And Jesus said unto him, Why callest thou me good? none is good save one, even God.

Mark 10:18 ASV

It is a mistake to suppose that Jesus denies his own sinlessness, or disclaims divinity.

The perfect goodness of God was a universal doctrine of Judaism, and it is evident that the Lord was here building the young man’s thoughts toward the recognition of Jesus as God.

It is the equivalent of our Lord’s saying, “Look, don’t you know that if I am good, as you say, then I am therefore God?”

Of course, the Arian heresy was partially founded upon an interpretation of these words which alleged that Jesus here uttered a disclaimer of absolute oneness with God.

Mark nowhere else hints of any limitation or lack of goodness in Jesus; and it is unnecessary so to understand this passage.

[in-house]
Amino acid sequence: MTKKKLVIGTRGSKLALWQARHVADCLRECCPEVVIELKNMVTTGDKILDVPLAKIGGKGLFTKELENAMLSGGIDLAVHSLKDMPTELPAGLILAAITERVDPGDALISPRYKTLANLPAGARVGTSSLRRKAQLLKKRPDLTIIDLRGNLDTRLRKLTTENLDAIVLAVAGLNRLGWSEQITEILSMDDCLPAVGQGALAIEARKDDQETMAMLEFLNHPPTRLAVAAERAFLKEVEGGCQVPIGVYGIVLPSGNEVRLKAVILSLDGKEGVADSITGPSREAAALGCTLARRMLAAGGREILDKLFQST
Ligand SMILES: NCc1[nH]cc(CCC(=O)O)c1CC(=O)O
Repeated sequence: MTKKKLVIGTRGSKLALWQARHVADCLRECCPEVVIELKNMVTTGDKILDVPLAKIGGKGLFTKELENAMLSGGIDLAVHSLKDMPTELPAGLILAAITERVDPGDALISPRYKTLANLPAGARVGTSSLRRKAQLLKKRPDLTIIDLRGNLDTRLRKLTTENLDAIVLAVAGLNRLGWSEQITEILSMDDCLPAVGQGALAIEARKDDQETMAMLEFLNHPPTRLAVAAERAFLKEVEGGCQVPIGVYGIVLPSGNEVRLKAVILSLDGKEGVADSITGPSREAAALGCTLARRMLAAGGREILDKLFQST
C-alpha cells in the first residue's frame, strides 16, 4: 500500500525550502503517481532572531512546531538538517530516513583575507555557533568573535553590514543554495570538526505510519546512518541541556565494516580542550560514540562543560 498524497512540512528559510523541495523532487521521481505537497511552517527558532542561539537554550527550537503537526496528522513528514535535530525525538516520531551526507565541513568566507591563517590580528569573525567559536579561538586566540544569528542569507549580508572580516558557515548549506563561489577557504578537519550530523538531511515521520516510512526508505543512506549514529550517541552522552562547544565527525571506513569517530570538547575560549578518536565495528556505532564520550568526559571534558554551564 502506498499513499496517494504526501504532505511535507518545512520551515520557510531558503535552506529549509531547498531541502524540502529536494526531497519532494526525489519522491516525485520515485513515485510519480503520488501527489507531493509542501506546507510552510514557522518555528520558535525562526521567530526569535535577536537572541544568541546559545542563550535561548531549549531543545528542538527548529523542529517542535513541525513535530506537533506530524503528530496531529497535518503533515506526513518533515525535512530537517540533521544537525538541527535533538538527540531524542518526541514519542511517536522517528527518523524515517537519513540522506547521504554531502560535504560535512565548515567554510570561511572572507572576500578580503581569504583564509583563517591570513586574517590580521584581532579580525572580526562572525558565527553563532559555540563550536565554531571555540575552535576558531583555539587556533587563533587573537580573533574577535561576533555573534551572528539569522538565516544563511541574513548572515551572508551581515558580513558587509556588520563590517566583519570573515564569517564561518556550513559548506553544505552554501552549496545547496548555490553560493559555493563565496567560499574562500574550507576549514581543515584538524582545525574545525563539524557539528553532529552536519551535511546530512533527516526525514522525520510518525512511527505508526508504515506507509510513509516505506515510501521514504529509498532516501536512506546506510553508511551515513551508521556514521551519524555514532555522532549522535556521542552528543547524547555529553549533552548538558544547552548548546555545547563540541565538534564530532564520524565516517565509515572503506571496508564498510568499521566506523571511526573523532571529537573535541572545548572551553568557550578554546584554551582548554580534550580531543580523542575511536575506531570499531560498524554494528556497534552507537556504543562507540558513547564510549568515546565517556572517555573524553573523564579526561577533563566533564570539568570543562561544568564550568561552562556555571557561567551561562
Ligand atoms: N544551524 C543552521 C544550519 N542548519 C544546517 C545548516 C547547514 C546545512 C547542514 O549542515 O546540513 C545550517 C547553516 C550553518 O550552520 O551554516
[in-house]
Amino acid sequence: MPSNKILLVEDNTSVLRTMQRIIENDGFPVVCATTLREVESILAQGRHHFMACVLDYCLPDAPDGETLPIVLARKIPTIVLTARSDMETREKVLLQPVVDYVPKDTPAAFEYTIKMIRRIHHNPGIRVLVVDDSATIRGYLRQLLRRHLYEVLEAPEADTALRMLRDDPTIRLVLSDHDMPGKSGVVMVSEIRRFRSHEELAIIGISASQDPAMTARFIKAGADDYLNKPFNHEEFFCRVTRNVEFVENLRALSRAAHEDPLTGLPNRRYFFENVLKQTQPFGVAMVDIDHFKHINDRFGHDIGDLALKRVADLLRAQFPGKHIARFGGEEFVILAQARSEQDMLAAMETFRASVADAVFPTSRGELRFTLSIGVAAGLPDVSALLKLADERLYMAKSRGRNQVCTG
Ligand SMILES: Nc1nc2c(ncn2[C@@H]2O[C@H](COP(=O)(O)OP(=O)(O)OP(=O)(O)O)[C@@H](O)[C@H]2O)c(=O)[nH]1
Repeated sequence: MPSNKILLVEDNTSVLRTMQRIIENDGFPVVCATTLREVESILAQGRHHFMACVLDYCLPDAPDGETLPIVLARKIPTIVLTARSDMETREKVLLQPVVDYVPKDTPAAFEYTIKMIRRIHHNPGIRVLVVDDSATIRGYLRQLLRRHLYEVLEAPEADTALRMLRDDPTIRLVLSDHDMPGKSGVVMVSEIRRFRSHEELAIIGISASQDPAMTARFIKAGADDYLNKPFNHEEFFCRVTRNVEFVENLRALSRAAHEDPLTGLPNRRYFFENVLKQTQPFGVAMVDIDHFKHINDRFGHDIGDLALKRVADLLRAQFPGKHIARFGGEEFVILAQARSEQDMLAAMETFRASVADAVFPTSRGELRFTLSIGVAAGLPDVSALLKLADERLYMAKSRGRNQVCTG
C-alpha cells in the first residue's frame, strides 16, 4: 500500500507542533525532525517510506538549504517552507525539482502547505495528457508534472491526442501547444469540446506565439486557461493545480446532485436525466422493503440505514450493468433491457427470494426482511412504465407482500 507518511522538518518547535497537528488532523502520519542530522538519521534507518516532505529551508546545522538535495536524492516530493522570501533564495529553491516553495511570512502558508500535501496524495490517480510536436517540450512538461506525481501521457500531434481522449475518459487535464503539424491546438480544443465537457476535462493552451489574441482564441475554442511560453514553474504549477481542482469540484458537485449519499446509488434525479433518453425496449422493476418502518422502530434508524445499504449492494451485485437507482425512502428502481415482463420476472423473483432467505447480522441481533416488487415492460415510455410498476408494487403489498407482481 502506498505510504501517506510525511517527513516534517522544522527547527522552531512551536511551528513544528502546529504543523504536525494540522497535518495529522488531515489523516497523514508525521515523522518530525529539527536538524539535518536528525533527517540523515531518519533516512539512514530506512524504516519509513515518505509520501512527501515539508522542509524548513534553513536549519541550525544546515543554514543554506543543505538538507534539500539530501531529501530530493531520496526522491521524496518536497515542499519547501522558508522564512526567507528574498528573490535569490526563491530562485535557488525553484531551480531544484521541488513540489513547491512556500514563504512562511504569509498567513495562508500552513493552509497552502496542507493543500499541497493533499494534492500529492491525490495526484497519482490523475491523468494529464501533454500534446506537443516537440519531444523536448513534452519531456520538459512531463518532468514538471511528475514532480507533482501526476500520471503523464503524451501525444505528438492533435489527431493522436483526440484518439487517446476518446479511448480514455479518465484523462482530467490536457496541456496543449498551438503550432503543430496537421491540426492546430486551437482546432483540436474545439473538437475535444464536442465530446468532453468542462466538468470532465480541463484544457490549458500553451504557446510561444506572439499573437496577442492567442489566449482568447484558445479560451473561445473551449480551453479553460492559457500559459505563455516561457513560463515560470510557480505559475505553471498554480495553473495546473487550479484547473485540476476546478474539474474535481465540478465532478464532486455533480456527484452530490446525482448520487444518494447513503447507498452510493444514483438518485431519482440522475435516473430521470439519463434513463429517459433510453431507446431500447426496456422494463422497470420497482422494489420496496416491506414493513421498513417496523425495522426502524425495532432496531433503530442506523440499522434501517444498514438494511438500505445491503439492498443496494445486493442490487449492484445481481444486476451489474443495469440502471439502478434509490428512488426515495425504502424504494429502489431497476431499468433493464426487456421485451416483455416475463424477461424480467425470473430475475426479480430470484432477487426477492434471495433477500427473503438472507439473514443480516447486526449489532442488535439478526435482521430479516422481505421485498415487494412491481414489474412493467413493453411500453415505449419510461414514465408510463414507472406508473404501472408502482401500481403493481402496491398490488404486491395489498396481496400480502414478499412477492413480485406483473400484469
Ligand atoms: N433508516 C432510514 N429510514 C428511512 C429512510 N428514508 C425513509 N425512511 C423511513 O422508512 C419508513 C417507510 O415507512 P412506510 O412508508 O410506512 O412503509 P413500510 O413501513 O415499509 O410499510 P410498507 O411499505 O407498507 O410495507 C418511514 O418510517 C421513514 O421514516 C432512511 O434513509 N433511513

If Jesus did have any limitation of himself in mind here, it would have been the limitation inherent in the incarnation, and was not in any way a diminution of his claim of deity.

In an absolute sense, goodness belongs to God the Father alone.

By contrast, the goodness of Jesus was in some sense subject to growth and testing in the circumstances of the incarnation wherein he learned obedience by the things which he suffered (Hebrews 5:8).

The explanation of it, I think, is that Jesus had the nature of man … So long as he felt the emotions to sin in his members, he did not call himself good, nor did the Holy Spirit call him perfect (Hebrews 5:8).

It is the conviction here that Jesus was trying to guide the young man into a more exalted appreciation of God incarnated in the person of Jesus.

Beloved, imitate not that which is evil, but that which is good. He that doeth good is of God: he that doeth evil hath not seen God.
3 John 1:11 ASV

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